Maglin Madwen, the innkeeper at the Nine Rings Inn, wasn’t very impressed by her new guests. One of them was a gleeman, who of course refused to pay the bill on account of his storytelling talent. Another was some sort of Borderlander, and a third was a strange, grinning character who claimed to be a gleeman’s apprentice and kept asking Maglin if she had heard the story of the Lord of the Rings.

“He gave nine rings to the human beings,” he said helpfully. “You must have heard the story.”

The fourth arrival was an Ogier, which meant she had to send a girl upstairs to wheel out the Ogier furniture all over again, and have the cooks put together twice as much food as usual. And of course, no innkeeper would ever think of charging a Builder for his room and board. Plus, they really tended to freak out the other customers.

And to top it all off, the final newcomer was a noblewoman.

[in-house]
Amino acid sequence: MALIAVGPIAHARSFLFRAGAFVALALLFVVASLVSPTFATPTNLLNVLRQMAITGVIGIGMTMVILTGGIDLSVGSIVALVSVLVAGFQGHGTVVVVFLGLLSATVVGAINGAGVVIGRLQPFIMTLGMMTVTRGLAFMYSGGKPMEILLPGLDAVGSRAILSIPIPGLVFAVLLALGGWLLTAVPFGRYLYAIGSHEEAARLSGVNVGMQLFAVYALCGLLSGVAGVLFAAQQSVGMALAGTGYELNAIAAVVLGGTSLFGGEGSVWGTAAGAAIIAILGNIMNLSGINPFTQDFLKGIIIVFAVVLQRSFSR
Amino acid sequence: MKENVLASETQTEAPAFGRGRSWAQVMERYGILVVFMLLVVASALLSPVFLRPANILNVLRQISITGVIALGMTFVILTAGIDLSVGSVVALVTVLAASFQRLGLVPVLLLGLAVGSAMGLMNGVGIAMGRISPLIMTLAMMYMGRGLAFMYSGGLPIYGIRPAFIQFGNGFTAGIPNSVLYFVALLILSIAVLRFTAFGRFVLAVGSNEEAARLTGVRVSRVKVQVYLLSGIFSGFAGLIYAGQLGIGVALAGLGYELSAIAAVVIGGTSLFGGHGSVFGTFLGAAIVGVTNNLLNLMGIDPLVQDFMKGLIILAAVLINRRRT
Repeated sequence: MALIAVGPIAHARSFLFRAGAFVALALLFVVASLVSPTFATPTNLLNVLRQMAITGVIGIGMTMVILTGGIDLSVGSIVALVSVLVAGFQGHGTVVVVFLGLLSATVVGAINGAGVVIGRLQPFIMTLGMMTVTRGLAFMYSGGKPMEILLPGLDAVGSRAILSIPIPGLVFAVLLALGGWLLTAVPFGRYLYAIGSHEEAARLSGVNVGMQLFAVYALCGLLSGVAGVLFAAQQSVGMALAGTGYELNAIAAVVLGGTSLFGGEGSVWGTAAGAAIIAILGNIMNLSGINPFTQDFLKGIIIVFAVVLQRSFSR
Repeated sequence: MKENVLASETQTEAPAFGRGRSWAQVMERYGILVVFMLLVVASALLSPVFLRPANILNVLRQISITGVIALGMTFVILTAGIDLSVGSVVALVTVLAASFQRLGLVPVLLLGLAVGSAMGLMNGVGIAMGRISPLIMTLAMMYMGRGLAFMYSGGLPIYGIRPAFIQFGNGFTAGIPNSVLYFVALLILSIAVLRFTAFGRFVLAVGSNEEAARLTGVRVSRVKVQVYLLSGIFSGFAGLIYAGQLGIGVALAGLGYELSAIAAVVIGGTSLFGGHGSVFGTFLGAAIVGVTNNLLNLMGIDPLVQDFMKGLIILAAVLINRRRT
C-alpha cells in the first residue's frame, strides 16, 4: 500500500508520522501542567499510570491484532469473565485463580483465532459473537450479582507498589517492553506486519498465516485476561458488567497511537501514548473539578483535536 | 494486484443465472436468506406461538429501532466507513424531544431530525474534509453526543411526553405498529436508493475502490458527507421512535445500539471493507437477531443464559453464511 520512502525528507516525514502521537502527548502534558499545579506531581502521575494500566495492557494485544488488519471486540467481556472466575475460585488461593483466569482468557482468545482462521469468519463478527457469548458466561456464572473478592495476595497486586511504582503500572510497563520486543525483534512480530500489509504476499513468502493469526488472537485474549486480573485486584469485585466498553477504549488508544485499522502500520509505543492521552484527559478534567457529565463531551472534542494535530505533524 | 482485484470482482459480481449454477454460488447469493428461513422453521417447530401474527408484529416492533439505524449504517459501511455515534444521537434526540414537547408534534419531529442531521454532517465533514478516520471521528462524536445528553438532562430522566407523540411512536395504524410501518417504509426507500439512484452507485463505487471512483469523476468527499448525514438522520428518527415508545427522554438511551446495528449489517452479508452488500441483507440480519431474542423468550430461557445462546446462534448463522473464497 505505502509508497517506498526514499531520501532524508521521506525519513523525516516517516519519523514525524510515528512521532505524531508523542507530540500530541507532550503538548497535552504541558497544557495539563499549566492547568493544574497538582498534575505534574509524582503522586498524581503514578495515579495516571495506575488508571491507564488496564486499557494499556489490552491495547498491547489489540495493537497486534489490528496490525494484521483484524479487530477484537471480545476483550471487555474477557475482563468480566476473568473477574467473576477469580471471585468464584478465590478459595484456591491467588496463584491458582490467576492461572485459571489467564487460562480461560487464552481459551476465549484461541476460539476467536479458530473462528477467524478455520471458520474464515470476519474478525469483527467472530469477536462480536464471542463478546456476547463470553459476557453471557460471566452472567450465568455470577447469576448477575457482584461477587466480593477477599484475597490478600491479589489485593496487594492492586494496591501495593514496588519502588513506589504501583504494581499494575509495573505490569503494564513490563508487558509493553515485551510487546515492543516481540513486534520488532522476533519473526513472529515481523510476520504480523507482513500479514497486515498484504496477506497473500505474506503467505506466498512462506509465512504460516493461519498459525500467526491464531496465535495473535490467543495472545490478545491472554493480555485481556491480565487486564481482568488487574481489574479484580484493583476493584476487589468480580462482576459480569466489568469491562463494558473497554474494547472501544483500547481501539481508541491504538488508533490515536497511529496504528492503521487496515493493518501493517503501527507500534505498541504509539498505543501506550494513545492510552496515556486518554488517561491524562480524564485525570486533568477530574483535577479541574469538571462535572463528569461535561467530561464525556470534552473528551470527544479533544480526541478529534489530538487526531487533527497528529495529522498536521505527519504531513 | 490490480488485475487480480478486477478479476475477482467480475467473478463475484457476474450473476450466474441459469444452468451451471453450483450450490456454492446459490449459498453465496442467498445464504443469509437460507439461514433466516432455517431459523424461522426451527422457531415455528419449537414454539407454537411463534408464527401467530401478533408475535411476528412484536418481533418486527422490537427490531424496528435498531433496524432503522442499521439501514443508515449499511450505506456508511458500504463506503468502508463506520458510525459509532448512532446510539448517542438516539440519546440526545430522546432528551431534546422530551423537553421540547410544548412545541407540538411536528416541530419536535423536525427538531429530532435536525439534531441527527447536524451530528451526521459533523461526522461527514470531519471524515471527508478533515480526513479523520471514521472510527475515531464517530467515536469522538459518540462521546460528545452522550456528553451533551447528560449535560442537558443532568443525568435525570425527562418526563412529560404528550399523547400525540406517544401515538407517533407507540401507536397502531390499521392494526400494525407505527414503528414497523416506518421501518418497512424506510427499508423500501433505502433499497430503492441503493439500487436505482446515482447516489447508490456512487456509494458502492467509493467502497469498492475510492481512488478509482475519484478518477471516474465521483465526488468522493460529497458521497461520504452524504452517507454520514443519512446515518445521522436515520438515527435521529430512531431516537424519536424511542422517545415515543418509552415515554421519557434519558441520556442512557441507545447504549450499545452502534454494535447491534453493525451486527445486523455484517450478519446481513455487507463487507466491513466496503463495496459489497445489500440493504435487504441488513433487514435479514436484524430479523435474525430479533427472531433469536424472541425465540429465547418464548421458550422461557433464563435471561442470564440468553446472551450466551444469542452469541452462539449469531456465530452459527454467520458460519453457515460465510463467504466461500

“I will not be sleeping here,” the Lady Selene announced coldly. “This is a common tavern.”

“Okay,” Chucky said, unslinging his bedroll and bagpipes and placing his meager belongings on the bar. “Bye bye then.”

“Wait,” Mister C said quickly. “Where are you going to go?”

“Somewhere befitting my status,” the Forsaken replied. “There are a hundred places I can go. A hundred groups of Hunters I can join with, who would be thankful for my guidance. We could have been great.”

“Hey,” Mister C drew himself up. “I am great!”